Ferrari is mostly known for its supercars, but grand tourers have always been an integral part of its identity. In fact, Maranello has been rolling them out for many decades, combining top performance with increased practicality compared to its hardcore models.
Four decades ago (43 years to be exact), they unveiled the 400 GT. Serving as the successor of the 365 GT4, it came in two versions, the Automatic and GT, with the first one being also the first Ferrari to feature an automatic transmission. The latter had a 5-speed stick shift matched to the 4.8-liter V12 that was producing 340 PS (335 hp / 250 kW).
This is a 1978 example, and has less than 45,000 miles (72,420 km) on the clock. Advertised by SilverstoneAuctions for ‘The Heythrop Classic Car Sale’ scheduled for May 10, in the UK, it had only four previous owners, including two from the same family. It’s been properly taken care of over the years, although time has left its mark on some parts of the interior – but from what we can see, everything looks fairly good for a 41-year old car.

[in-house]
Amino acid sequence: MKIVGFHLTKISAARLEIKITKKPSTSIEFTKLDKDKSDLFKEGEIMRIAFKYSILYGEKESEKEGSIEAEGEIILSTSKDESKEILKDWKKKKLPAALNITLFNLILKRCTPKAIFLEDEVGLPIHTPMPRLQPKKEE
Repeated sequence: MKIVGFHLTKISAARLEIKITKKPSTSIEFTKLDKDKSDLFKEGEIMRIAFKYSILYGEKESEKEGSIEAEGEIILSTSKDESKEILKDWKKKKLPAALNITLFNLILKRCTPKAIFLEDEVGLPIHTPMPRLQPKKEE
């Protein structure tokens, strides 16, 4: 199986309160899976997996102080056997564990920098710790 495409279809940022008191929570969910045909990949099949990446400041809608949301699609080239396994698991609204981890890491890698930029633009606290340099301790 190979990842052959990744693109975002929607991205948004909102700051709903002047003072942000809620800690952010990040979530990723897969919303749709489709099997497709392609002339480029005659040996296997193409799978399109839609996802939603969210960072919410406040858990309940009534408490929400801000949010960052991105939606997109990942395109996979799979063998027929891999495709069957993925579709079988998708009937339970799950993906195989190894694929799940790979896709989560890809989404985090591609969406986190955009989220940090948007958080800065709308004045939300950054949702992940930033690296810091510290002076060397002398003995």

Finished in Silver Grey over a red and black interior, the 400 GT was recently serviced and has a full history said to be dating back to day one. It’s equipped with an AM/FM radio, electric windows and power steering, and still has all the original books and tools.
The auction house estimates that it will sell for £38,000-£44,000 ($49,677/€44,350-$57,520/€51,353), plus a buyer’s premium of 15 percent, tax included, or about the same as a new Porsche 718 Cayman, which starts from £44,074 ($57,617/€51,439) in the United Kingdom. So, what should it be, then: a classic Ferrari Grand Tourer or a new German sports car?